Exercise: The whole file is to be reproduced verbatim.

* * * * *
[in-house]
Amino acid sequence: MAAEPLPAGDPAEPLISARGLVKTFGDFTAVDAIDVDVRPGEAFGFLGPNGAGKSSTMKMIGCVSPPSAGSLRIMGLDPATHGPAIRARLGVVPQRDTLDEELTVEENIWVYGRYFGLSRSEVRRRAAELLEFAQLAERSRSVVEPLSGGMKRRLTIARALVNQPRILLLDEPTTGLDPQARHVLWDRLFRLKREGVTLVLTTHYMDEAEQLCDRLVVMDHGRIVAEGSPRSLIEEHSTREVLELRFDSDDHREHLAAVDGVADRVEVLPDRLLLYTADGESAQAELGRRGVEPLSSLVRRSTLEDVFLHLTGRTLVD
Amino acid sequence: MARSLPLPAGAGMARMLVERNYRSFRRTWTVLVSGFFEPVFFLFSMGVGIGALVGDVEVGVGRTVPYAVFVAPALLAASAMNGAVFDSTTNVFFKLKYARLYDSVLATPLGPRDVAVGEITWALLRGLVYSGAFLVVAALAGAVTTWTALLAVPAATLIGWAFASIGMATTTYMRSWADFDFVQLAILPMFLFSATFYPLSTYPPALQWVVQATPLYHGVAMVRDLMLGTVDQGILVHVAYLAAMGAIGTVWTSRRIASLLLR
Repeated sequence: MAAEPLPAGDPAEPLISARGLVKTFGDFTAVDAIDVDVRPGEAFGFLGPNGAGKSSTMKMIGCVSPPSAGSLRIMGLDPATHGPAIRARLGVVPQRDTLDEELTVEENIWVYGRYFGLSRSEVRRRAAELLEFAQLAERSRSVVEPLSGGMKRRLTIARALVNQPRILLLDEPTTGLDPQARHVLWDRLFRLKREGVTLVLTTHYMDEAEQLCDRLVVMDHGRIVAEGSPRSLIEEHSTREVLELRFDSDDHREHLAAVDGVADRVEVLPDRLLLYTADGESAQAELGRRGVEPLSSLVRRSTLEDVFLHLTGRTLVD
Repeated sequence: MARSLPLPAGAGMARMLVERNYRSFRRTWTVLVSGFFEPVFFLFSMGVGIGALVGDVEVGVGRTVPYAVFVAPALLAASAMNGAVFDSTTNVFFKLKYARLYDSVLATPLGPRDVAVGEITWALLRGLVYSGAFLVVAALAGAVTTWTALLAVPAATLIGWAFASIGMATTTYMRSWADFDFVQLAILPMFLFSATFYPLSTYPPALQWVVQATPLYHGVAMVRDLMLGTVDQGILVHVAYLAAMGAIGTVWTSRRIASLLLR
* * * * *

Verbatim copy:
[in-house]
Amino acid sequence: MAAEPLPAGDPAEPLISARGLVKTFGDFTAVDAIDVDVRPGEAFGFLGPNGAGKSSTMKMIGCVSPPSAGSLRIMGLDPATHGPAIRARLGVVPQRDTLDEELTVEENIWVYGRYFGLSRSEVRRRAAELLEFAQLAERSRSVVEPLSGGMKRRLTIARALVNQPRILLLDEPTTGLDPQARHVLWDRLFRLKREGVTLVLTTHYMDEAEQLCDRLVVMDHGRIVAEGSPRSLIEEHSTREVLELRFDSDDHREHLAAVDGVADRVEVLPDRLLLYTADGESAQAELGRRGVEPLSSLVRRSTLEDVFLHLTGRTLVD
Amino acid sequence: MARSLPLPAGAGMARMLVERNYRSFRRTWTVLVSGFFEPVFFLFSMGVGIGALVGDVEVGVGRTVPYAVFVAPALLAASAMNGAVFDSTTNVFFKLKYARLYDSVLATPLGPRDVAVGEITWALLRGLVYSGAFLVVAALAGAVTTWTALLAVPAATLIGWAFASIGMATTTYMRSWADFDFVQLAILPMFLFSATFYPLSTYPPALQWVVQATPLYHGVAMVRDLMLGTVDQGILVHVAYLAAMGAIGTVWTSRRIASLLLR
Repeated sequence: MAAEPLPAGDPAEPLISARGLVKTFGDFTAVDAIDVDVRPGEAFGFLGPNGAGKSSTMKMIGCVSPPSAGSLRIMGLDPATHGPAIRARLGVVPQRDTLDEELTVEENIWVYGRYFGLSRSEVRRRAAELLEFAQLAERSRSVVEPLSGGMKRRLTIARALVNQPRILLLDEPTTGLDPQARHVLWDRLFRLKREGVTLVLTTHYMDEAEQLCDRLVVMDHGRIVAEGSPRSLIEEHSTREVLELRFDSDDHREHLAAVDGVADRVEVLPDRLLLYTADGESAQAELGRRGVEPLSSLVRRSTLEDVFLHLTGRTLVD
Repeated sequence: MARSLPLPAGAGMARMLVERNYRSFRRTWTVLVSGFFEPVFFLFSMGVGIGALVGDVEVGVGRTVPYAVFVAPALLAASAMNGAVFDSTTNVFFKLKYARLYDSVLATPLGPRDVAVGEITWALLRGLVYSGAFLVVAALAGAVTTWTALLAVPAATLIGWAFASIGMATTTYMRSWADFDFVQLAILPMFLFSATFYPLSTYPPALQWVVQATPLYHGVAMVRDLMLGTVDQGILVHVAYLAAMGAIGTVWTSRRIASLLLR